Saturday, 10 October 2015

We're All Growing Up

No one ever really writes too explicitly about the effects of age on the human mind. I mean sure, there are a hundred and one accounts of how wisdom descends upon your unknowing, unprepared self with each birthday and teaches you what life is truly about. But in my eyes, such words are too succinct and too distant; they give you such a third-person's view of the whole thing that it makes you feel like this is something that only happens to people on paper. (That's the thing about literature, it can assume such an intellectual pose that you start to feel meek and stupid when you read it and begin to wish for the writer to get off his high horse).
No one ever writes about such things with that alarming honesty which you need to sense in prose so as to actually go ahead and believe the writer when he says that you won't always stay young, that age actually does matter, that no one can be Peter Pan in the real world. I won't be a pessimist and say that you start loving life lesser with the appearance of wrinkles and grey hair; that truly depends upon your brain, your thinking, and on the reservoirs of hope and happiness you carry (or don't carry) within yourself. You can love your life more over time, with the arrival of true love, good friends, material comforts and a deeper comfort under your own skin. In fact I'd go ahead and say that these things do happen for most of us.
I'm more at peace with myself than I was two years ago (knock on wood, please!) and that's largely because of certain leaps of faith I allowed myself to take in a youthful abandon which our twenties are infamous for.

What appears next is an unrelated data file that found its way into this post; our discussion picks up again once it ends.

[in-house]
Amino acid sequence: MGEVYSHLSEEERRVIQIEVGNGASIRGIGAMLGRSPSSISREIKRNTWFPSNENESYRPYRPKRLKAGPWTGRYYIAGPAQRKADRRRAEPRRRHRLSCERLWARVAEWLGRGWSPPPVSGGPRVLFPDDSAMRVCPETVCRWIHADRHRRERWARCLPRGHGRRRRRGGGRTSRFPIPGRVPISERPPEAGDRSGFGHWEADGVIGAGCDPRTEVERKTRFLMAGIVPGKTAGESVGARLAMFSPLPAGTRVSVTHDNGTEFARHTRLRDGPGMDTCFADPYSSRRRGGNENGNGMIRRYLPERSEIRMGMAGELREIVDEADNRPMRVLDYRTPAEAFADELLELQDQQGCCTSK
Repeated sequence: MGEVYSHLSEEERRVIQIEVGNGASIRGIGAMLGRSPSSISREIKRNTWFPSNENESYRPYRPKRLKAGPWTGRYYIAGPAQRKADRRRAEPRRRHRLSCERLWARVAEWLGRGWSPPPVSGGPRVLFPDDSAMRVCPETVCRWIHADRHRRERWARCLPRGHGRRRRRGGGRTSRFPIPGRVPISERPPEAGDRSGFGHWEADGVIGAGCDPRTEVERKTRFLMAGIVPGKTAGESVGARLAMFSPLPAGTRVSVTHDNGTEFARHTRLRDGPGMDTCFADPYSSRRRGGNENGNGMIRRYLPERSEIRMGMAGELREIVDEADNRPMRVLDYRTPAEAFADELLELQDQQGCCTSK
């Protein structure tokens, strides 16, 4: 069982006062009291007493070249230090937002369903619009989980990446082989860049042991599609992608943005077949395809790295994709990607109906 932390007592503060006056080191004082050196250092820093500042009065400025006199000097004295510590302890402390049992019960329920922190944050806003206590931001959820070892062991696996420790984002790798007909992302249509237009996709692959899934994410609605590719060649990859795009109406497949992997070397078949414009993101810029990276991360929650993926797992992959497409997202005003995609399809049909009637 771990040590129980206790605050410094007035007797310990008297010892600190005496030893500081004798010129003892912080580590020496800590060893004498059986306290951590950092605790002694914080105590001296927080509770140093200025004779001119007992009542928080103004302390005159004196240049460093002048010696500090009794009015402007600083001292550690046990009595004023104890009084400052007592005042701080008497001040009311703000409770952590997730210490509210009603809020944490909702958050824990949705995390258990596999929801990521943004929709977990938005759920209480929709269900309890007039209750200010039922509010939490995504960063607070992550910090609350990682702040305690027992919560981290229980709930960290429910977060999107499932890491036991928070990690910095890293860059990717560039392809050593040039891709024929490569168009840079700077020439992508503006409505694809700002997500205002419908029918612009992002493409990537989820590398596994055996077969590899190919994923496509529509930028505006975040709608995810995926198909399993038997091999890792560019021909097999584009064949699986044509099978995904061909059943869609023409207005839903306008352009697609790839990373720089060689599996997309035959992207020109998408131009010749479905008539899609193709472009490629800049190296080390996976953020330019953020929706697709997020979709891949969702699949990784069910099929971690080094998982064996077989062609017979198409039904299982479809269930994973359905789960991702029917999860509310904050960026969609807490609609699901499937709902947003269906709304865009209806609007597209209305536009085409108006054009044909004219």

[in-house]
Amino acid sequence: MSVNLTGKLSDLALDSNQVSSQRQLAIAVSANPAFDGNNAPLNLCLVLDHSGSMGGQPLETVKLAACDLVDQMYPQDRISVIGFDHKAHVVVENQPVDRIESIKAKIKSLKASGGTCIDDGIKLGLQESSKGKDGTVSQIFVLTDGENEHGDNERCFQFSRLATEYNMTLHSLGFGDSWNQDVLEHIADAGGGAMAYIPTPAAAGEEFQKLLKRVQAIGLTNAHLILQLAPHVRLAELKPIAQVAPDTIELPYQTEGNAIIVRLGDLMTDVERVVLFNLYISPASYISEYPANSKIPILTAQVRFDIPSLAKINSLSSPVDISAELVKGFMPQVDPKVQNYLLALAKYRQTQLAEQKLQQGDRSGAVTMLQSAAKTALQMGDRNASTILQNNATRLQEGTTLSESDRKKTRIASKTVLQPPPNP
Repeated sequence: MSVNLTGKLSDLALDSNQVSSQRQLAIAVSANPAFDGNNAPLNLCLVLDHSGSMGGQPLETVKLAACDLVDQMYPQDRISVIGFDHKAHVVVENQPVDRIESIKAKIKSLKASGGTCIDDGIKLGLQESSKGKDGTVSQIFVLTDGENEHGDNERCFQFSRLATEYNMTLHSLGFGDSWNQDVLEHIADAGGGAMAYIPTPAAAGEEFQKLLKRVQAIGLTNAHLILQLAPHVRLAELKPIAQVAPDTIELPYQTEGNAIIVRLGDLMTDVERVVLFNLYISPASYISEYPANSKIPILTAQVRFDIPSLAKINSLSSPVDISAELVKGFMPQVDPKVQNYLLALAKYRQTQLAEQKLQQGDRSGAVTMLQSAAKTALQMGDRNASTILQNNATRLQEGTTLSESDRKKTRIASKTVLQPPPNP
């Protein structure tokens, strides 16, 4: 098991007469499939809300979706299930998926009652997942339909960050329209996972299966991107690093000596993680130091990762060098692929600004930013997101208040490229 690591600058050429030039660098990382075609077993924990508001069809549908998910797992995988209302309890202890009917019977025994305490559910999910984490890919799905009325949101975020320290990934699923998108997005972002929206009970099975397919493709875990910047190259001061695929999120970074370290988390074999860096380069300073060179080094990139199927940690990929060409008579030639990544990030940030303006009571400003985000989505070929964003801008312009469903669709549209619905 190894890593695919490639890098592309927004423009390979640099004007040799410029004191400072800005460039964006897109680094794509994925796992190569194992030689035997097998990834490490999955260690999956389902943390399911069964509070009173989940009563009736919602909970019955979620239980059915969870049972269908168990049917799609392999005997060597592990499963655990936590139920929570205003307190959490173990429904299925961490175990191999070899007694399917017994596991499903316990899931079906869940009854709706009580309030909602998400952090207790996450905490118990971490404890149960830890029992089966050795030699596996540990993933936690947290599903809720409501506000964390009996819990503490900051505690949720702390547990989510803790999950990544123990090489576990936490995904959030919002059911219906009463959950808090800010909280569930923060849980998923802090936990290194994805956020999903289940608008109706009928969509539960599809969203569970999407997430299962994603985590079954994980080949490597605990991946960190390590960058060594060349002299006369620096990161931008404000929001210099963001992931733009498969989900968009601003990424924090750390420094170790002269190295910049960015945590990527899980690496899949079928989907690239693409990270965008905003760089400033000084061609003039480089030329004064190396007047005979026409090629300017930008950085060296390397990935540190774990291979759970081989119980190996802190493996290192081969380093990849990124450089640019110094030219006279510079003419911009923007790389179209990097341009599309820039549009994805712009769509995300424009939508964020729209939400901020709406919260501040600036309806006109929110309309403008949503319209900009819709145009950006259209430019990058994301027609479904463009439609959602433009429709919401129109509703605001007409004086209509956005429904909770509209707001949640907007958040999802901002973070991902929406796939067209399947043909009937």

In any case, age will undoubtedly break your innocence into a thousand-piece jigsaw puzzle which stays splattered on the floor of your mind and stares at you with confused eyes and a questioning look, almost as if to ask you what's going to happen next. And as the dots connect with time, you find the answer to that question, and the innocence which you once wore unconsciously on your sleeve slips further away into an all-consuming whirlpool where your past will live on.
There will be photographs to remind you what certain memorable days were like, old dresses which will remind you how thin you once were, sepia videos which will remind you how your grandfather sounded when he was the man of the house, moth-eaten pages from your journals which will make you smile at your naivety. And through all this, you will be informed of where you started from and how far you've come.

Life will go on and you will age without knowing it. That's the way the cookie crumbles, that's the way this story goes.

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